Lesson 1: Earth’s Layers
1. What are the Earth’s compositional layers?
• The outermost solid layer of Earth is the crust.
• Mostly made of oxygen, silicon, and aluminum.
• Oceanic crust is thinner and denser than continental crust because it contains twice as much iron, calcium, and magnesium.
• The region of hot, slow-flowing, solid rock between the crust and core is called the mantle.
• Convection: movement of matter based on differences in density caused by temperature variation.
• Contains more magnesium and less aluminum than the crust.
• The mantle is denser than the ¬¬¬¬¬¬¬crust but less dense than the core.
• Scientists can study the mantle by looking at mantle rocks that rise to the surface and seismic waves that travel through the Earth during earthquakes.
• The core goes from below the mantle to the center of the Earth.
• It makes up 1/3 of the Earth’s mass.
• It is the densest layer.
• It is made of mostly iron and nickel
2. What are the Earth’s physical layers?
• Lithosphere: outermost rigid layer of Earth, including the crust and upper mantle.
• Asthenosphere: made of weak rock that flows slowly in the mantle
• Tectonic plates move on top of this layer.
• Mesosphere: strong lower part of the mantle that flows more slowly
• Outer core: liquid layer of Earth’s core between mesosphere and inner core.
• Inner core: solid, dense center of the Earth
Lesson 2: Plate Tectonics
3. What evidence do we have for Plate Tectonics?
• Shape of continents
• Mountain ranges that span continents (North America and Europe)
• Fossils found on both sides of the Atlantic Ocean, in both South America and Africa
4. What is Pangaea?
• Single large landmass that contained all of the present-day continents
• Pangaea began to break apart 200 million years ago
5. What evidence do we have for continental drift?
• Age and magnetic properties of sea floor
• Sea-floor spreading: molten rock moves up through cracks in oceanic crust, creating new crust at mid-ocean ridges and pushing the sea floor apart, moving continents.
• Ocean trenches: dense oceanic crust sinks back into the asthenosphere
• Old crust destroyed at similar rates to which new crust is created, so Earth stays the same size.
6. What is the theory of plate tectonics?
• Explains the large scale movement of Earth’s lithosphere which includes both continental and oceanic crust and the rigid, upper part of the mantle.
• Helps us understand how continents move.
7. What is a tectonic plate?
• Pieces of the lithosphere that move on top of the asthenosphere.
• Thicker continental crust displaces more of the asthenosphere than denser, thinner oceanic crust.
• Major tectonic plates include North American, Pacific, Nazca, South American, African, Eurasian, Indian, Australian, and Antarctic. Be able to find these on a map!
8. What are the three types of plate boundaries?
• Convergent boundaries: where two plates collide
• Form mountains on continental crust.
• Form trenches on oceanic crust.
• Form subduction zones where ocean crust meets less dense continental crust.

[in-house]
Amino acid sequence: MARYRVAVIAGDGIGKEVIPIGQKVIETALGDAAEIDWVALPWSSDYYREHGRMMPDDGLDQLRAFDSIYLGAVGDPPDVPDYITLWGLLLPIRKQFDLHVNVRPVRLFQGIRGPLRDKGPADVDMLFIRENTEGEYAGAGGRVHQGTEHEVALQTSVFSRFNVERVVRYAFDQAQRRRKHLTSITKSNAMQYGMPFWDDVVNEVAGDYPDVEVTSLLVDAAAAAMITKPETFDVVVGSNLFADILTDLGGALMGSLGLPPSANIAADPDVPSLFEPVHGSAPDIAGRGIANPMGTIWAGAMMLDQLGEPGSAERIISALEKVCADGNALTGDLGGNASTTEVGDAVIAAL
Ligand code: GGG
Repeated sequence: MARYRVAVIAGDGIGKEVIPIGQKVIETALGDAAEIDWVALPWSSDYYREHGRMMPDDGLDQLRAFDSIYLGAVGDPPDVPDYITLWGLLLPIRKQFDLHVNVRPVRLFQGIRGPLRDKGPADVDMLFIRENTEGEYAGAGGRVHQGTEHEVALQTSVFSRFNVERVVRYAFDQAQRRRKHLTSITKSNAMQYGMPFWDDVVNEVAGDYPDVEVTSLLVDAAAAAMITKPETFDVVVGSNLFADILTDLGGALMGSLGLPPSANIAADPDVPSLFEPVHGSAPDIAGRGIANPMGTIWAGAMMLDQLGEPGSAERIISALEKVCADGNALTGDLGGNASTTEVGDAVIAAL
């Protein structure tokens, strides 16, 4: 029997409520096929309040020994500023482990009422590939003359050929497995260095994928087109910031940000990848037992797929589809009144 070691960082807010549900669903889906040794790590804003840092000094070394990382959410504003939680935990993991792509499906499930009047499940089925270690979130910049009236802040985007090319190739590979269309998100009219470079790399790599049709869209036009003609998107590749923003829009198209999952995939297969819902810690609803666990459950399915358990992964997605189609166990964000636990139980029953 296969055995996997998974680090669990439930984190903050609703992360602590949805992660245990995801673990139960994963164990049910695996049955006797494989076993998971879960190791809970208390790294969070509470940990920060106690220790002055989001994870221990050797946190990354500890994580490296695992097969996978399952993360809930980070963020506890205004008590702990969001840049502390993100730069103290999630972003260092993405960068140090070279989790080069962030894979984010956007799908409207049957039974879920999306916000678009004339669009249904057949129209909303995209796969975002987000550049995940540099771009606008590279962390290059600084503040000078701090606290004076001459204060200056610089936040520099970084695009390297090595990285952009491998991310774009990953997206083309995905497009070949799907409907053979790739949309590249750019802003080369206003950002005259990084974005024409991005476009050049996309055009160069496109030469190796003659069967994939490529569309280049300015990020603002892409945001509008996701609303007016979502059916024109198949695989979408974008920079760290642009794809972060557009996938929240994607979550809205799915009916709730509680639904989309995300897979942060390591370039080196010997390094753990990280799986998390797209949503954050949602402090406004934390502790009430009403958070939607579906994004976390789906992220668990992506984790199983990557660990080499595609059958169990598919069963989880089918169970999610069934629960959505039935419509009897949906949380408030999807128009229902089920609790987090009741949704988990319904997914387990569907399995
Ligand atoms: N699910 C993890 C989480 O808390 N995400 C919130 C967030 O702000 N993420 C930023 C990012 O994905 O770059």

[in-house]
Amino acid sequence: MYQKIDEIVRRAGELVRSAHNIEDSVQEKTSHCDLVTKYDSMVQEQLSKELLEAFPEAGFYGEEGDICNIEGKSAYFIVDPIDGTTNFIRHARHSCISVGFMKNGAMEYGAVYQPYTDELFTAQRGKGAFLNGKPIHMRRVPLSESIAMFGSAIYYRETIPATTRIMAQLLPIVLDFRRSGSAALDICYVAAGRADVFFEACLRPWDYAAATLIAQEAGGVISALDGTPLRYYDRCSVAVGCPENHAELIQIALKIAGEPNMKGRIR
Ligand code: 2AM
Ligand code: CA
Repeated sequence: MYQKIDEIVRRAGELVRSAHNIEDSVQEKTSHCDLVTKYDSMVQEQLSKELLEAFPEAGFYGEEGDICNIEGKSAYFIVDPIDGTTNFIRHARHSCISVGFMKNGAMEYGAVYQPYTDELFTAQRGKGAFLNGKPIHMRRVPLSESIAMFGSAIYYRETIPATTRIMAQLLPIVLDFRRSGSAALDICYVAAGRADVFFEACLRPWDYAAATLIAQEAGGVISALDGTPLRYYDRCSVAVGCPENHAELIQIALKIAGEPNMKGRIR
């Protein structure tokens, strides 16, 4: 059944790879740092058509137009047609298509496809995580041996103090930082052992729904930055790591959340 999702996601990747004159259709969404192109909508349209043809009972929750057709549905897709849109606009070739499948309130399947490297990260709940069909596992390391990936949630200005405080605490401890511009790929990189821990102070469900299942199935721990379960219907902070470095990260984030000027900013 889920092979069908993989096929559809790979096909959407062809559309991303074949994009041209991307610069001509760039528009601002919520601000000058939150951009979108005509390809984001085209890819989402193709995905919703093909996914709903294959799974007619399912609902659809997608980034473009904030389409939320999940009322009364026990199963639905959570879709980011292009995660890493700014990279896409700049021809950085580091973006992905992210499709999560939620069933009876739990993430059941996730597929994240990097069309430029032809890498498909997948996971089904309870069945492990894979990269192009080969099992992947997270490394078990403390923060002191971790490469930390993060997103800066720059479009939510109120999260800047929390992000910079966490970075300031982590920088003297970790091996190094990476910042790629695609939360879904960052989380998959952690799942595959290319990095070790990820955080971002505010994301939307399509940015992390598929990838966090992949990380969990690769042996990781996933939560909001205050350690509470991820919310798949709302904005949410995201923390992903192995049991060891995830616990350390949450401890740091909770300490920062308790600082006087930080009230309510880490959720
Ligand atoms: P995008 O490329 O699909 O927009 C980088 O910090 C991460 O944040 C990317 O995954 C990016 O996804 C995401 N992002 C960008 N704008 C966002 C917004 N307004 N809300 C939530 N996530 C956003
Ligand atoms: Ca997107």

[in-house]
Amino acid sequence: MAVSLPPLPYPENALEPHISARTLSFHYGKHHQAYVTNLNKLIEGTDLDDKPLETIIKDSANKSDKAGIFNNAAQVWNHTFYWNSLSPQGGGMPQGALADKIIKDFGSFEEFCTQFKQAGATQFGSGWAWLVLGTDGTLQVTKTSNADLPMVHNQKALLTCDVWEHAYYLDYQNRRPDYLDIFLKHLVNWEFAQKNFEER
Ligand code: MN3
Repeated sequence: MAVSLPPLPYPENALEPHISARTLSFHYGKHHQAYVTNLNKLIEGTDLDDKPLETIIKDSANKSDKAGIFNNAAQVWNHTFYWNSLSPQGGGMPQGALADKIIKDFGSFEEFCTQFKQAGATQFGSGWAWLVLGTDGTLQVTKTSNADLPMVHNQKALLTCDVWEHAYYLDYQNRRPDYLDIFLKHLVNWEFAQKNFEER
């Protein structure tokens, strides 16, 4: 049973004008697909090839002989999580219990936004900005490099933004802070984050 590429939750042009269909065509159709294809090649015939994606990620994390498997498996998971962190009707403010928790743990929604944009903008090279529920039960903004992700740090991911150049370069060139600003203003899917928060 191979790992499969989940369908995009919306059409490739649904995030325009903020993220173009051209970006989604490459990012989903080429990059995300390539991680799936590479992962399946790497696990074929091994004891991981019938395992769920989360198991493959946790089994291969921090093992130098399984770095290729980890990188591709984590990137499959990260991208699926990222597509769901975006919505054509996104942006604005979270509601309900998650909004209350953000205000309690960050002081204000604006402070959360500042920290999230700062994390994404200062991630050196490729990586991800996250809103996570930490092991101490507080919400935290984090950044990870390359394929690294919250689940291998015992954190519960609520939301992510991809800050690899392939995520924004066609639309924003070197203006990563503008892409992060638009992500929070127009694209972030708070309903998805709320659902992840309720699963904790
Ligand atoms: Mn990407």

• Divergent boundaries: where two plates move away from each other.
• Form mid-ocean ridges in oceanic crust,
• Form rift valleys on continental crust.
• Transform boundaries: where two plates move past each other horizontally
• Unlike other boundaries, does not produce magma.
• One example is the San Andreas Fault in California.
9. What causes tectonic plates to move?
• Mantle convection: the hotter less dense rock rises up, while cooler, denser rock sinks
• Thought to be the weakest of the three forces
• Ridge push: newly formed warm, less dense crust in the ocean pushes the older, denser crust away from mid-ocean ridges
• Slab pull: at subduction zones dense ocean crust sinks under continental crust, pulling the rest of the plate along with it
• Now considered the strongest of the three forces
Lesson 3: Mountain Building
10. How can tectonic plate motion cause deformation?
• Stress is the amount of force per area
• Deformation is the process by which rocks change shape under stress
• Rocks under stress can bend or break
• Cold brittle rock is more likely to break, while hot rock is more likely to bend
11. What are two kinds of folds?
• Folding occurs when rocks bend under stress
• Synclines are folds shaped like a bowl, while anticlines are folds shaped like a dome
12. What are three kinds of faults?
• A fault occurs when large blocks of rock break and move past each other
• The block above the fault plane is the hanging wall
• The block below the fault plane is the foot wall
• Strike-Slip Faults: fault blocks move past each other horizontally
• Occur at transform boundaries like San Andreas in California
• Normal Faults: hanging wall moves down relative to foot wall
• Occur at divergent boundaries
• Result from tension or stress that stretches or pulls rocks apart
• Can also occur within a tectonic plate, like in the Southwestern United States
• Reverse Faults: hanging wall moves up relative to foot wall
• Occur most often at convergent boundaries
• Result from compression or stress that squeezes or pushes rock together
13. What are three kinds of mountains?
• Folded Mountains: rock layers squeezed together and pushed up
• Form at convergent boundaries
• Examples include the Appalachian Mountains in the United States and the Pyrenees Mountains in Europe.
• Volcanic Mountains: Form when melted rock erupts to the Earth’s surface
• Often found at convergent boundaries, like those found around the Pacific Ocean on the Ring of Fire, such as Alaska’s Mt. Griggs
• Fault-Block Mountains: form when tension breaks the lithosphere into many normal faults and the pieces left standing form mountains, like the Teton Mountains and Sierra Nevadas
Lesson 1: Earth’s Layers